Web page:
Side Note I just got back from local woodcraft and bought the forrest only instead of a grind 2 I bought a grind 1.

-- Randy - If I'm not on LJ's then I'm making Saw Dust. Please feel free to visit my store location at http://www.facebook.com/randy.blackstock.custom.wood.designs

View Roger's profile

Roger

14318 posts in 1430 days


#8 posted 527 days ago

No wonder yer the “Box-Guy”. This helps splain it.

-- Roger from KY. Work/Play/Travel Safe. Kentuk55@bellsouth.net

View dclark1943's profile

dclark1943

156 posts in 813 days


#9 posted 518 days ago

Hey Box-guy; thanks a bunch for this posting. I am about 4 years into box building, and find something new everyday. I really appreciate your approach to this process, as I have tried just about every approach to this I can think of, and your post turned on a light. I currently have a jessem sliding table on my saw, and use a clamp on the miter attachment to cut the sides, which are held on edge. This works great on narrow sides, but doesn’t work on wider sides. Sooooo looks like I’ll be building me a jig similar to what you have shown here. thanks again for your willingness to share! I have some of my stuff posted on my website: www.clarkco-boxes.com; If you’re interested take a gander at some of my attempts at boxes.
Happy box building.

-- Dave, Kansas City

View HuckD's profile

HuckD

205 posts in 340 days


#10 posted 267 days ago

Boxguy, thanks for posting this project and thanks for linking to it in your current project. I’ve only been on LJ a few months and had not seen this. I’ll be building one of these. Favorited!

-- Time is what keeps everything from happening all at once.

View kevinw's profile

kevinw

180 posts in 2365 days


#11 posted 267 days ago

Any insights on how to get the jig angle exactly 45 degrees? If the slightest bit off it is a problem. I built another jig for this type operation and somehow got it off a bit. Quite frustrating.

-- Kevin, Blue Springs, MO

View Boxguy's profile

Boxguy

1441 posts in 893 days


#12 posted 267 days ago

Kevin, I cut the supporting 2×8 on the miter saw and used half of each cut for the mounts. I think it is important to screw the parts together so you don’t get too much slack in the joints. I also blow off the table saw and the jig each time I use it. A little sawdust on the table or in the miter gauge slot can throw off your cut. It is also important to give the jig a wide base so it will be stable as you cut.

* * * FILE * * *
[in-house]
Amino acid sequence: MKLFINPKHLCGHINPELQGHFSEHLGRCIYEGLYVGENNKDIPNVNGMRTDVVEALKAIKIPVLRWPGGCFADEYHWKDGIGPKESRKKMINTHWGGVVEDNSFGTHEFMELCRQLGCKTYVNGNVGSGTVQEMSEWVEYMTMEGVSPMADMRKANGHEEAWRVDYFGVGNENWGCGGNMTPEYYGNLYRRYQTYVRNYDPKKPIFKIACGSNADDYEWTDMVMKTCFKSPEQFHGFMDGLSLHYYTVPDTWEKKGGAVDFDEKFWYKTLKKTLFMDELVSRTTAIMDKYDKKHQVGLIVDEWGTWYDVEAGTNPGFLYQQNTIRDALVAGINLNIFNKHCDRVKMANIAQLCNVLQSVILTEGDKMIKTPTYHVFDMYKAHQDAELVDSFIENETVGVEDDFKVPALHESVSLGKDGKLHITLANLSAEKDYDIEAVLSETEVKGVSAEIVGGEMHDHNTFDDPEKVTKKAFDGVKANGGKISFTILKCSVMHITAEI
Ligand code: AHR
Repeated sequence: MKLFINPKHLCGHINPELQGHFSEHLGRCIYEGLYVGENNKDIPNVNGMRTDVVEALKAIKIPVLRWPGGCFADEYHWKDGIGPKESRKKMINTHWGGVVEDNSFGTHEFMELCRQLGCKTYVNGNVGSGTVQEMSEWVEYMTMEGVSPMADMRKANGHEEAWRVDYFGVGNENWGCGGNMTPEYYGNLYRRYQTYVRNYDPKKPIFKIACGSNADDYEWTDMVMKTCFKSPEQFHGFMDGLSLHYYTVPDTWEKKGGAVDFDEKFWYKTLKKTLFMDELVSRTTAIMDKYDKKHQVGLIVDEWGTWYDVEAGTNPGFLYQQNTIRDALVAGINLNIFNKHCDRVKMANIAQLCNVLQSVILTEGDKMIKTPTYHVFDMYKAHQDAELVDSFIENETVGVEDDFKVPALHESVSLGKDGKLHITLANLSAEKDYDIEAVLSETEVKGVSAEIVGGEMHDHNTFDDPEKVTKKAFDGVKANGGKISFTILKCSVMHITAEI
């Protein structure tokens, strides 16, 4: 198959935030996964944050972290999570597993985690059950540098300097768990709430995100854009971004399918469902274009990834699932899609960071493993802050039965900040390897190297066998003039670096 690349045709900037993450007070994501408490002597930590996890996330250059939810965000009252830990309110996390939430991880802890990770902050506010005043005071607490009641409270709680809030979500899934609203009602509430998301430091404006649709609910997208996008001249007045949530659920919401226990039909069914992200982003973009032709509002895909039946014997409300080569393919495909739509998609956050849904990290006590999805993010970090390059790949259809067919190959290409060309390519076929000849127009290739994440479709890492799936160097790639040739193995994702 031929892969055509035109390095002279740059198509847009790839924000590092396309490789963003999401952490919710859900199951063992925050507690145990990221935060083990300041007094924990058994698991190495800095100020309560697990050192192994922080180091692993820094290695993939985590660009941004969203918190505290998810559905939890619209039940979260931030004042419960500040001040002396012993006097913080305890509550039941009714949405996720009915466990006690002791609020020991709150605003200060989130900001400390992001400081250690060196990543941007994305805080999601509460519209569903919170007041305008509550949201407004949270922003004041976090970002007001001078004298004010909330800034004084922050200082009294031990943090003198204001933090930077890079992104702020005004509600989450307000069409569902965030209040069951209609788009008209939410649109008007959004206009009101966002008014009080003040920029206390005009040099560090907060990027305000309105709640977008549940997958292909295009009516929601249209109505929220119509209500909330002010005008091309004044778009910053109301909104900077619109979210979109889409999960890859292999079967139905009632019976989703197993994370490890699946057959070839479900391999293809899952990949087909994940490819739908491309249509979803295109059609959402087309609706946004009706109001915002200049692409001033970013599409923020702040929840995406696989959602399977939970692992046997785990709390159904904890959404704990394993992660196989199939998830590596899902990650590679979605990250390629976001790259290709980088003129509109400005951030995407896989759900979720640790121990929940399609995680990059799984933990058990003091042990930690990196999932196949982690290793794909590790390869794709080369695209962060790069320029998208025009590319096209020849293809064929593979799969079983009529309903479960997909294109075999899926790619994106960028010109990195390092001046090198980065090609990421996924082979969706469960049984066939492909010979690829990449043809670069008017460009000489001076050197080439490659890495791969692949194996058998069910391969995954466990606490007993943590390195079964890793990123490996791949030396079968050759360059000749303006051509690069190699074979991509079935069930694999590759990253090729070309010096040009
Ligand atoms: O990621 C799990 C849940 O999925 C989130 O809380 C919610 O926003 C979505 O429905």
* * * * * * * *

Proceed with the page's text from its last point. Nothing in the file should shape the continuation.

-- Big Al in IN

View lj61673's profile

lj61673

231 posts in 1025 days


#13 posted 266 days ago

Well, that certainly is a complicated solution to a very simple problem.
$29 gets you a Beall or Wixley angle gauge.

Set blade to 90deg.
Put magnetic gauge onto blade and press button to zero out.
Adjust blade until gauge reads 45deg.
Done.

Your jig is only as accurate as the person building it.

The angle gauge is perfect every time, is cheaper and doesn’t take any time to build.

Whatever works for you.

View kevinw's profile

kevinw

180 posts in 2365 days


#14 posted 266 days ago

I have a really old saw where the table adjusts rather than the blade for angled cuts. Very clumsy plus I extended the table to cut larger sheet goods so now it is nearly impossible to do angled cuts so something like this would be really helpful.

-- Kevin, Blue Springs, MO

View Maveric777's profile

Maveric777

2690 posts in 1702 days


#15 posted 257 days ago

Outstanding and very useful jig you have here Box Guy. Think one of my biggest issues in the shop is a solid dead on 45 for my boxes. May have to try my hands at one of these jewels for my shop… Thanks for sharing you handy work….

-- Dan ~ Texarkana, Tx.

showing 1 through 15 of 17 comments